ATLANTA - Want to win a friendly wager at the office? If so, ask the name of the starting shortstop for the Detroit Tigers. Chances are, no one will be able to.
Few people would guess the answer to be Ramon Santiago. It's also quite likely even the most knowledgable fan would struggle to come up with Randall Simon and Wendell Magee as the team's first baseman and center fielder, or the fact that Jeff Weaver is the ace of Detroit's predominantly inexperienced pitching staff.
Nevertheless, just because their names aren't ingrained in the baseball fan's consciousness, it doesn't mean they can't play the game, a lesson the Atlanta Braves learned during Tuesday night's 6-0 loss to the Tigers before a Turner Field crowd of 28,173 fans.
Credit Weaver for that.
Facing Atlanta (41-29) for the first time, Weaver threw a complete-game gem against the Braves, who managed only five hits against the Tigers ace. Weaver (5-8), who walked two and struck out seven, retired 11 straight batters over one stretch before Rafael Furcal singled leading off the eighth.
"With the Braves, the fact I was facing them for the first time really worked to my advantage," said Weaver, who threw 131 pitches. "They're pretty selective up there. The've got an idea of what they want to do and where they want to hit the ball. Often, it's the team that swings at everything which gives me the most trouble. The Braves aren't like that, and because I was able to make good pitches, I think, helped play in my favor."
Offensively, Weaver received plenty of help, including some from Santiago, who went 3-for-4 with three runs. Simon and Magee each drove home two.
Wes Helms, who started at third in place of the injured Vinny Castilla (strained hamstring), had two of Atlanta's hits.
"He spotted the ball well all night," Helms said. "We couldn't do anything with him."
It didn't take the Tigers long to figure out Braves starter Jason Marquis.
Following a leadoff walk to Santiago, Damian Jackson singled him over to third, setting up Robert Fick, who drove home the game's first run with a sacrifice fly to right.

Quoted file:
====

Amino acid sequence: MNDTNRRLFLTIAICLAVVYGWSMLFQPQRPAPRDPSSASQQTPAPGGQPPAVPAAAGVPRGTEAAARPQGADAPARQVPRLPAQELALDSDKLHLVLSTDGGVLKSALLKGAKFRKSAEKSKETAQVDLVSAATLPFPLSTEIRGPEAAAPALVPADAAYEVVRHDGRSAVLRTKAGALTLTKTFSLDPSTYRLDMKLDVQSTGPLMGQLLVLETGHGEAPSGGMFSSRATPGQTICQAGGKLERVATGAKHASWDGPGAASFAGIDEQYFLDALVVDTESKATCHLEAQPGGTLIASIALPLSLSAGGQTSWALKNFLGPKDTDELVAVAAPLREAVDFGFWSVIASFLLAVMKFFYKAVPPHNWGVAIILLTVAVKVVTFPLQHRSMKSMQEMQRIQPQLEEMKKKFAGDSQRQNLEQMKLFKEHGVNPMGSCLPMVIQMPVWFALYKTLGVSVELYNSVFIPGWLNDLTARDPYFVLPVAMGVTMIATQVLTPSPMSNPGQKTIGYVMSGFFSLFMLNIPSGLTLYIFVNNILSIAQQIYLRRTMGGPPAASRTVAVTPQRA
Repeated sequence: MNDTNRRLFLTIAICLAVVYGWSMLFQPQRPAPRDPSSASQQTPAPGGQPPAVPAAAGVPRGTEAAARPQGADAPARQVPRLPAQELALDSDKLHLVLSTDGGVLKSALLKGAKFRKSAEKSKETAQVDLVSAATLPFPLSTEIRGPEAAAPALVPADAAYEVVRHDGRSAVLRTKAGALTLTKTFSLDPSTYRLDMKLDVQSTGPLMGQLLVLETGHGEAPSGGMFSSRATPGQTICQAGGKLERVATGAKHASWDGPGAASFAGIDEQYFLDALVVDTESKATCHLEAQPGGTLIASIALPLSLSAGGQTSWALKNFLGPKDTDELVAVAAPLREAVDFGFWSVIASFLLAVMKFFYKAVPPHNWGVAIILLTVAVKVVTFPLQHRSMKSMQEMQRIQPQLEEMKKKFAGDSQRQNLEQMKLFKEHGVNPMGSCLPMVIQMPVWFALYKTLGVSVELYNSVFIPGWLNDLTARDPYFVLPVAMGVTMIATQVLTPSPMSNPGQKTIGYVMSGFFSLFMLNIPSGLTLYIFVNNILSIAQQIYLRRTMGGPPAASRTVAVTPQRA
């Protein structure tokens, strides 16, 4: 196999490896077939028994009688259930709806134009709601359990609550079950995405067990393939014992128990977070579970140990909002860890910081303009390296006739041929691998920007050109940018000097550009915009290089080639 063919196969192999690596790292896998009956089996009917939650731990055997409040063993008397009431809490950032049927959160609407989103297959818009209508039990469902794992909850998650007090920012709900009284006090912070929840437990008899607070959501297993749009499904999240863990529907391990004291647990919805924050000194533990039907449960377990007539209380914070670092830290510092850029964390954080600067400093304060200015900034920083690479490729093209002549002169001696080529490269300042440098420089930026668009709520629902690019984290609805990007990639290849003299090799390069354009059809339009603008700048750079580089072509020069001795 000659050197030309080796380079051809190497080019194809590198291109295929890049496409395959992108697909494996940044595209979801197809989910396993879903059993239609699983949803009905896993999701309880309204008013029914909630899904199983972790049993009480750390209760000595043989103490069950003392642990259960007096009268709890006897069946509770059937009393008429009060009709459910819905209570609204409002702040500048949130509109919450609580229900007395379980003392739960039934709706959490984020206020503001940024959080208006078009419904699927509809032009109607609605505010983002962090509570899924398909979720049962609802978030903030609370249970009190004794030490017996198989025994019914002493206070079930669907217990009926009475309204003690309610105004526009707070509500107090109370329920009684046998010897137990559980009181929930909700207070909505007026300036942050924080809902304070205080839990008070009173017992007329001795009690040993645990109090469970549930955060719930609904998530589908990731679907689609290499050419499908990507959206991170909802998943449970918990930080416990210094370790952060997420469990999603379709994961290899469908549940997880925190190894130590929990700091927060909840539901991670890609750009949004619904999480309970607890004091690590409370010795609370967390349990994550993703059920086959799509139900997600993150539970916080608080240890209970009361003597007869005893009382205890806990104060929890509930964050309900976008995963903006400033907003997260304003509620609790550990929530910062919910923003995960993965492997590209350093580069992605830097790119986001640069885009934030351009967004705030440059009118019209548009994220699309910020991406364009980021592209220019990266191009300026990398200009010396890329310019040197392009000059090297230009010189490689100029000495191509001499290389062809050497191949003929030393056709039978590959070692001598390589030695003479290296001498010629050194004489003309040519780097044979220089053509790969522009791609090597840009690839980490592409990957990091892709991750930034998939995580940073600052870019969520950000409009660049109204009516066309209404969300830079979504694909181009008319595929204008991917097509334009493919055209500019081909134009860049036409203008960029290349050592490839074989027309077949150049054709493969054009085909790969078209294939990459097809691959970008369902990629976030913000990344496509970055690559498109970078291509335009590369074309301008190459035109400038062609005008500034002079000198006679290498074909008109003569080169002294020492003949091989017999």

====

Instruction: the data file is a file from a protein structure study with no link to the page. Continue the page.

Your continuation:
Weaver was thrilled with the early show of support.
In his previous 14 starts, the right-hander had received just 3.31 runs per game, the fifth-worse mark in baseball (third in the American League).
Much to Weaver's delight, this wasn't one of those occasions. Two innings later, Detroit extended its margin to 4-0, using a two-run single by Simon, a former Brave, and Magee's sacrifice fly to highlight the Tigers' three-run third.
"I haven't got runs too often, so when I do get them, I like to put them to good use," said Weaver, who retired 17 of the final 18 batters he faced. "Three starts ago, I got five runs but gave them all back. I've made up my mind not to let that happen anymore."
The Tigers added another run in the fifth on Magee's second sacrifice fly, which Santiago scored after Detroit loaded the bases against Marquis to start the inning.
Marquis (5-4), who was replaced by Kerry Ligtenberg, surrendered five hits and four walks in his four-plus innings of work.
Santiago capped the offense for Detroit with a one-out single in the sixth, scoring Brandon Inge from third to account for the final 6-0 score.
"We just got shut down," Braves manager Bobby Cox said. "What can you say? Sometimes you just have to tip your cap."
Anthony Dasher can be reached at firstname.lastname@example.org.
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